|Publication number||US5971862 A|
|Application number||US 09/047,616|
|Publication date||Oct 26, 1999|
|Filing date||Mar 25, 1998|
|Priority date||Mar 25, 1998|
|Publication number||047616, 09047616, US 5971862 A, US 5971862A, US-A-5971862, US5971862 A, US5971862A|
|Inventors||Patrick D. Yates|
|Original Assignee||Yates; Patrick D.|
|Export Citation||BiBTeX, EndNote, RefMan|
|Patent Citations (11), Referenced by (28), Classifications (6), Legal Events (4)|
|External Links: USPTO, USPTO Assignment, Espacenet|
This invention relates to apparatus for dispensing and teeing golf balls.
A number of prior art arrangements are known for automatically dispensing and teeing golf balls. Such arrangements, however, are generally characterized by their relative complexity. Also, some operational reliability problems exist, particularly with regard to golf ball jamming. Typically golf balls in such devices are dispensed from a hopper containing a plurality of golf balls and jamming can and does occur as individual balls exit the hopper. While anti-jamming mechanisms have been devised, the effectiveness thereof is not all one might wish.
The following United States patents illustrate golf ball dispenser devices which are believed to be representative of the current state of the prior art: U.S. Pat. No. 4,957,296, issued Sep. 18, 1990, U.S. Pat. No. 5,458,339, issued Oct. 17, 1995, U.S. Pat. No. 5,674,130, issued Oct. 7, 1997, U.S. Pat. No. 5,624,325, issued Apr. 29, 1997, and U.S. Pat. No. 5,647,805, issued Jul. 15, 1997.
The present invention relates to apparatus for serially dispensing and teeing golf balls, the apparatus being characterized by its relative simplicity and high reliability.
The apparatus includes a golf ball support for supporting a plurality of golf balls, the support defining a golf ball exit opening.
The apparatus also includes pathway defining means defining a pathway for golf balls for receiving golf balls exiting the golf ball exit opening and for delivering the golf balls to a predetermined location spaced from the golf ball exit opening.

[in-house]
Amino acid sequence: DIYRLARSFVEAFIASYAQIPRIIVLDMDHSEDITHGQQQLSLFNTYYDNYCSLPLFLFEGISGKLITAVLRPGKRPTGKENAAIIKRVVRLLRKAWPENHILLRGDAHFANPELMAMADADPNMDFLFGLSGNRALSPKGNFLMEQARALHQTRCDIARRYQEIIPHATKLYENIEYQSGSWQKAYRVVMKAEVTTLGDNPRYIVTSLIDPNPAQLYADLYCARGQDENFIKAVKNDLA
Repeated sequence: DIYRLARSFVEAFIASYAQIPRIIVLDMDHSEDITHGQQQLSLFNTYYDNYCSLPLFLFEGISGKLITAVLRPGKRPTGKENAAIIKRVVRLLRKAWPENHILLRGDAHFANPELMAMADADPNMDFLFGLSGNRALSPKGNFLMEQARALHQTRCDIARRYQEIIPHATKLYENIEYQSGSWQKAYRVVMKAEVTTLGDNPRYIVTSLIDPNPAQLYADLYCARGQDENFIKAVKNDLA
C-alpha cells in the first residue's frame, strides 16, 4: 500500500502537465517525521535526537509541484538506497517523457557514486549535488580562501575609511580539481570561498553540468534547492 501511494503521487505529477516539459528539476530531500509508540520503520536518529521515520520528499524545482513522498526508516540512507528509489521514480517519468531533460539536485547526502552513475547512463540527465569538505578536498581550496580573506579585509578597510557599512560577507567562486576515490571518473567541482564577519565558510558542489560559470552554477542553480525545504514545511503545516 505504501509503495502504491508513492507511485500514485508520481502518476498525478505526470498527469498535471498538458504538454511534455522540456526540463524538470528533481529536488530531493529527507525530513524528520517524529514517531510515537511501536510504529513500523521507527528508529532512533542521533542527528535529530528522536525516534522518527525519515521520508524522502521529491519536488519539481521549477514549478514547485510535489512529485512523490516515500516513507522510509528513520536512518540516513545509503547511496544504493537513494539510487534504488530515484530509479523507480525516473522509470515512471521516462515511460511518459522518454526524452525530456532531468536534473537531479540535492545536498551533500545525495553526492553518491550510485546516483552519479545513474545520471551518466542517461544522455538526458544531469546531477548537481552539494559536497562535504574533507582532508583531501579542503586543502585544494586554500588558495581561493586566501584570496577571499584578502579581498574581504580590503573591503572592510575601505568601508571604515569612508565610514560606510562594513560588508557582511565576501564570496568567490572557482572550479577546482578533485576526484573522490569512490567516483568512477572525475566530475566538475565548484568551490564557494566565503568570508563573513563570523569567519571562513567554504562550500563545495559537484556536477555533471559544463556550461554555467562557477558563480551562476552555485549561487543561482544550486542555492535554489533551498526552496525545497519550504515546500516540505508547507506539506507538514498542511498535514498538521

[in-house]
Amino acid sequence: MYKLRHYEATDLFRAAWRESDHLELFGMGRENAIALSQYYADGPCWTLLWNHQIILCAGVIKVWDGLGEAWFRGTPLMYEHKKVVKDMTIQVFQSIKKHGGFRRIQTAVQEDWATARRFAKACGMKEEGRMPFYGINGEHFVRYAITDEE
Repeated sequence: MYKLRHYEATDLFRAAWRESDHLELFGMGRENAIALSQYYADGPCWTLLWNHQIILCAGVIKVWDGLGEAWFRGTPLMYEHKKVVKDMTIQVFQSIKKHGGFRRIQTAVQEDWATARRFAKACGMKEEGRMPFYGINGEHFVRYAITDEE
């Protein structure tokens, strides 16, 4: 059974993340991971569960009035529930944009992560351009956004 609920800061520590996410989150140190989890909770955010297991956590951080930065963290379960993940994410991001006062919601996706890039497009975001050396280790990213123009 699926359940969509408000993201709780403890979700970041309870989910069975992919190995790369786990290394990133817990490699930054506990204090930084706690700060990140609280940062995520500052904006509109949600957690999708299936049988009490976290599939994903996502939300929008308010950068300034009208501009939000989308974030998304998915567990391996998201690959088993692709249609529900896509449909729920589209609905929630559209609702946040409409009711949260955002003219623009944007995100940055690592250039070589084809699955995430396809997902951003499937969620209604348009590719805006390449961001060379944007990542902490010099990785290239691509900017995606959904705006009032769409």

Golf ball metering means is disposed along the pathway defining means between the predetermined location and the golf ball exit opening for engaging an end-most golf ball of a plurality of golf balls lined up along the pathway and actuatable to separate the end-most golf ball from the other golf balls lined up along the pathway.
Track means is movably mounted adjacent to the golf ball metering means, the track means having a distal end movable between an elevated position and a lowered position. The track means defines an aperture at the distal end thereof for receiving a golf ball from the metering means.
The apparatus further includes a tee and mounting means for the tee.
Actuator means is operatively associated with the golf ball metering means to actuate the golf ball metering means and cause the golf ball metering means to separate the end-most golf ball from the other golf balls lined up along the pathway and deliver the separated golf ball to the distal end of the track means and over the aperture when the distal end is in elevated position. In addition, the distal end is caused to move from elevated position to lowered position whereby the tee projects upwardly through the aperture and receives the separated golf ball from the distal end to transfer the separated golf ball from the track means to the tee.
The apparatus also includes an anti-jam golf ball engagement member movably mounted relative to the golf ball support for engaging and moving golf balls at the golf ball exit opening to prevent jamming of golf balls at the golf ball exit opening. The actuator means is operatively associated with the anti-jam golf ball engagement member to cause movement of the golf ball engagement member relative to the golf ball support.
Other features, advantages, and objects of the present invention will become apparent with reference to the following description and accompanying drawings.